This glossary indexes frequently used research terms. Glossary entries come from different sources: imports, and manual entries by users. The first bulk of glossaries was imported directly from the book Exploring educational research literacy. Others are manually added by different users over time.
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Correlations are a great tool for learning about how one thing changes with another. Correlation values closer to 0 are weaker correlations, while values closer to positive or negative 1 are stronger correlation. (Source)
In statistics, the Pearson correlation coefficient (PCC) ― also known as Pearson's r, the Pearson product-moment correlation coefficient (PPMCC), the bivariate correlation, or colloquially simply as the correlation coefficient ― is a measure of linear correlation between two sets of data.It is the ratio between the covariance of two variables and the product of their standard deviations; thus, it is essentially a normalized measurement of the covariance, such that the result always has a value between −1 and 1 (-1 ≤ r ≤ 1). (Source)
The "r value" is a common way to indicate a correlation value. More specifically, it refers to the (sample) Pearson correlation, or Pearson's r. The "sample" note is to emphasize that you can only claim the correlation for the data you have, and you must be cautious in making larger claims beyond your data. (Source)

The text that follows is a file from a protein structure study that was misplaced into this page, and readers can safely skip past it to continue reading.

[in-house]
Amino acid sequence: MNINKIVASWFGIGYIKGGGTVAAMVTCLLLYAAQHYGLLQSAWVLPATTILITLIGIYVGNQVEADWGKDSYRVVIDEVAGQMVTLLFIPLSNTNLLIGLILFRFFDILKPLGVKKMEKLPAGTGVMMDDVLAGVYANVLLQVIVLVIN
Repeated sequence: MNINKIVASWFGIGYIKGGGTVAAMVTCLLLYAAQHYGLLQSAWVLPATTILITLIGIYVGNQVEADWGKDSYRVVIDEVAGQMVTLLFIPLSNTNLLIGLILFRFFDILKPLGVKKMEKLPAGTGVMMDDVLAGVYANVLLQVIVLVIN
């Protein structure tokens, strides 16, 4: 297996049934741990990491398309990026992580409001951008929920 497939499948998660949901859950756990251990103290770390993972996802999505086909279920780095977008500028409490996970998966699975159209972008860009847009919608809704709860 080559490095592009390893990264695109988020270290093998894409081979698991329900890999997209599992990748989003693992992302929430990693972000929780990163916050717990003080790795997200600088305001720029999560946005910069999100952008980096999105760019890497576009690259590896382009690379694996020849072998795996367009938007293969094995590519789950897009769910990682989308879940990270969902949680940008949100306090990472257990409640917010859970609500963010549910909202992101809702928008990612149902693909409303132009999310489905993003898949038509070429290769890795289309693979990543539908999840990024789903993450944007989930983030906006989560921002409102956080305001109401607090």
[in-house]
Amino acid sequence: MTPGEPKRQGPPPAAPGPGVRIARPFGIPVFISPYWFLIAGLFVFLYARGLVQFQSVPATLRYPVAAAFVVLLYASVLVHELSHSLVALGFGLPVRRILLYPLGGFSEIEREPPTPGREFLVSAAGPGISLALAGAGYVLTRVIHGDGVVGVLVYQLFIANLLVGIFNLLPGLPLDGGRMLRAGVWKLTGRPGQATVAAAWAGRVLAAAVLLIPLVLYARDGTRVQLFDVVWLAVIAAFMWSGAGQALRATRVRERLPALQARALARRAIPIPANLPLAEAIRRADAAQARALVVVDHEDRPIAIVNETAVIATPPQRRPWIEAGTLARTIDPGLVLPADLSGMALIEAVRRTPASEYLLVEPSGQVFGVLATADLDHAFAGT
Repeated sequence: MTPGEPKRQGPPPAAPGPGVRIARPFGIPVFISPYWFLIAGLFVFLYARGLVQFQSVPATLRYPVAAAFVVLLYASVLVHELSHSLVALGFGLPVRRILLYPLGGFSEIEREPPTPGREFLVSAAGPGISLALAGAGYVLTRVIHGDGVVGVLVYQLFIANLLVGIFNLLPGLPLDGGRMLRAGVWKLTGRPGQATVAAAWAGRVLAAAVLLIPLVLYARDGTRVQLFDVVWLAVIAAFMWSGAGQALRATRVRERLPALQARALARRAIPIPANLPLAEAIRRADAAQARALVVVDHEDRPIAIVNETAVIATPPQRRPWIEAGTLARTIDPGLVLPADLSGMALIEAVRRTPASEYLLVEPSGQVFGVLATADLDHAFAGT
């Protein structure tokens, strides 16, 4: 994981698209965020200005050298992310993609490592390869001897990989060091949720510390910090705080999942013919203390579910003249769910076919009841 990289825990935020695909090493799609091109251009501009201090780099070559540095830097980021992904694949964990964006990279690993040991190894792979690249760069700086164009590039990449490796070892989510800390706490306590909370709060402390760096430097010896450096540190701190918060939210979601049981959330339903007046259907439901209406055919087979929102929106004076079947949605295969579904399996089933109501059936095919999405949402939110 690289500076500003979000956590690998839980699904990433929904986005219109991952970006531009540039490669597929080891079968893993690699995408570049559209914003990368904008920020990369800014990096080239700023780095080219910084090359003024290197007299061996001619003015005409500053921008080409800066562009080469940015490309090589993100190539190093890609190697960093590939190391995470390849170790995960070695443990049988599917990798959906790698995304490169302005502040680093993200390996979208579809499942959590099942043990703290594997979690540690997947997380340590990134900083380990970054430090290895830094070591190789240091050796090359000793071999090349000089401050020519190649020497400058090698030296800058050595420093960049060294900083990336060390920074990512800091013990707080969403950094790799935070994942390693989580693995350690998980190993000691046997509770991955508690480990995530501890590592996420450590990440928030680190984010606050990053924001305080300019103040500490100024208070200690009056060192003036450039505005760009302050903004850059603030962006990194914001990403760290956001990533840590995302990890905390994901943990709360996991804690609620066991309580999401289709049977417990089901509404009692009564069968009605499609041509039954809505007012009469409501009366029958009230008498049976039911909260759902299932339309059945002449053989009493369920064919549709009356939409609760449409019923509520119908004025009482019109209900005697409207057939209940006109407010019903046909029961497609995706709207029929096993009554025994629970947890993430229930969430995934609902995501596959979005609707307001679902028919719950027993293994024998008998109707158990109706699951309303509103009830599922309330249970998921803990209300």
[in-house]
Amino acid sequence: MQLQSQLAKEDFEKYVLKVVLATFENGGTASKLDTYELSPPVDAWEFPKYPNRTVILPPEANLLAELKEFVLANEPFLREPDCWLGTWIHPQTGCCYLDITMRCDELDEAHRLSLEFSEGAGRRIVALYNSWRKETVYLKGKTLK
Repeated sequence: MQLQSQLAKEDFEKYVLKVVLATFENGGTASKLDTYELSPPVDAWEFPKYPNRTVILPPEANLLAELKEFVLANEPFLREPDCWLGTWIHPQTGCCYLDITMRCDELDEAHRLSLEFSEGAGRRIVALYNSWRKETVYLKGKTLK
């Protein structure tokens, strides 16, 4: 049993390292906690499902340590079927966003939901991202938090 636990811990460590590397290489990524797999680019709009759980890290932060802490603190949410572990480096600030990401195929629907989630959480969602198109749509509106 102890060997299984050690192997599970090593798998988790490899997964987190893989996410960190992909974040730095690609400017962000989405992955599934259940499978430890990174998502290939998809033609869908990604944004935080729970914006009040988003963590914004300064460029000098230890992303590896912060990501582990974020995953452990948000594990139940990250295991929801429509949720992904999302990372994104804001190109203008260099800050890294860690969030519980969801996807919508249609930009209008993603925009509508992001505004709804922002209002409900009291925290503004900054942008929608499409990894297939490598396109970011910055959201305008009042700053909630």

The most primitive measure of Dispersion; it is the distance between the lowest score and the highest score.
Data that have been collected but not yet analyzed.
The part of an article where the published sources that were actually cited in the article are listed alphabetically.
A Statistical test used to measure the accuracy of the process used to gather Data. Some common forms of Reliability include test-retest reliability, alternate forms reliability, and internal consistency.
The ability to repeat a research process and get the same answer. Most important in Quantitative Research.